Dwyane Wade suited up against the Miami Heat for the fourth time last week, helping the Cleveland Cavaliers coast to a 108-97 win over a sluggish Heat team. Wade pitched in 17 points off the bench, on an efficient 6-12 shooting from the field.
As painful as it was to watch the specter of Wade's greatness making plays all over the floor, it could be a positive omen for a Heat front office warming up to a Wade return.
The Heat and Wade both seemed to flirt with the idea of a reunion over the summer after his buyout from the Chicago Bulls. The only problem was the freshly minted $42 million-dollar Dion Waiters sitting in Wade’s old starting spot. A key cog in the Heat’s late season drive-and-kick revival, it seemed silly to minimize Waiters just for a feel-good reunion with a now 36-year-old guard.
Wade ultimately chose to re-enlist with Team LeBron, and that was that. Until now.
Wade began the season as the Cavaliers starting shooting guard, much to the chagrin of J.R. Smith. But after three games, Wade was shooting a miserable 28% from the field, and looked out of place in a starting unit hungry for shooters. Cue benching.
After the “demotion” Wade’s minutes have held steady at around 23 a game, but his production and efficiency increased dramatically.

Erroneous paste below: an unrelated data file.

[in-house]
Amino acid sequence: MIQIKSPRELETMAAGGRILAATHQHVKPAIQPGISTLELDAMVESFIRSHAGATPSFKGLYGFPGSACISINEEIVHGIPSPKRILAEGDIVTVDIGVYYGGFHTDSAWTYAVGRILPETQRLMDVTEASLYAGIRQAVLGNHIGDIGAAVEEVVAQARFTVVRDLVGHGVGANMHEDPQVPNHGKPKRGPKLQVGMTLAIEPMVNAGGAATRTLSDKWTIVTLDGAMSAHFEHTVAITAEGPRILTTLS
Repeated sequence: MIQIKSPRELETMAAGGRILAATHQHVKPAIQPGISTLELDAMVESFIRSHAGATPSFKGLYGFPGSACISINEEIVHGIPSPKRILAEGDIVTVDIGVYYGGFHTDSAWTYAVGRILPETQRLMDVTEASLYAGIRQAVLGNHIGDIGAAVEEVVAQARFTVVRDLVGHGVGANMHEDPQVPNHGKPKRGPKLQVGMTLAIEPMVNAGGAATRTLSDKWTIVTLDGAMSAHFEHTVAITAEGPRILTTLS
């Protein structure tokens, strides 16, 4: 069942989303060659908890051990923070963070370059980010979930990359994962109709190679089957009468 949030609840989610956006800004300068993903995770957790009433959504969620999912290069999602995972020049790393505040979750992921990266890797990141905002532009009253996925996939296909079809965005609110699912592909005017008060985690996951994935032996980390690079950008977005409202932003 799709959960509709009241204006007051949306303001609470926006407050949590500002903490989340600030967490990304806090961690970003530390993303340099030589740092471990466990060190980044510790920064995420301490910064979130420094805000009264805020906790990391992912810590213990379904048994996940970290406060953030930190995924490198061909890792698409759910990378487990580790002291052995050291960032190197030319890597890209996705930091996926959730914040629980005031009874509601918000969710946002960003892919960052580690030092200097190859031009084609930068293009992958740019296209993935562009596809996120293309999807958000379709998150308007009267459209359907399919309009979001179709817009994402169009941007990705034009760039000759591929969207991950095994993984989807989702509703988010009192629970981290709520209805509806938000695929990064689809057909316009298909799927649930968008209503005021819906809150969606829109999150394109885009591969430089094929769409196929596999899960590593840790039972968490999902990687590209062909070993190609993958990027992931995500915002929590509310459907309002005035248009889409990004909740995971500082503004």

Wade Starter/Bench splits
No longer relegated to standing and watching LeBron control the game, Wade is flourishing as a lead ball-handler for the Cavaliers second unit.
Overall, those numbers are near what we can expect from old-man-Wade nowadays. The beneficiary of a healthy increase in usage percentage, the future Hall-of-Famer has looked himself again. A refreshing sight after the scarecrow act he had been doing while he drifted aimlessly around the three-point line.
During the Cavs win over the Heat, Wade showed off that resurgent shot-making and an advanced post game that should age well. Early in the fourth quarter, he flexed his old man strength and bullied Waiters from near the three-point line all the way to the hoop for an easy baby hook. Not a minute later, he drilled a pretty post fadeaway over a clearly frustrated Waiters.
Wade's performance is showing he can thrive in a bench role. His talents are best suited on-ball, and that just wasn't possible with prime LeBron around. Leading the second unit has allowed him to leverage those skills better than attempting to mesh with a crowded starting unit. He seems to be easing into a Ginobili-type role as an off-guard playmaker getting about 20 minutes of run a game. This is best for his effectiveness as well as his durability.
Looking down the Heat's bench reveals a noticeable hole at point guard. Without a true PG, Tyler Johnson and JJ have served as the lead playmakers off the bench, but Wade would add some much needed poise and craftiness to the group.
After this year, should Wade decide he’s done ring hunting, Miami looks like the most obvious destination. He would probably have to accept the veteran’s minimum (a big “if”) but his reinvention as a bench stud creates a more concrete path to a reunion. It's starting to look like we could see Wade back in a Heat uniform before long.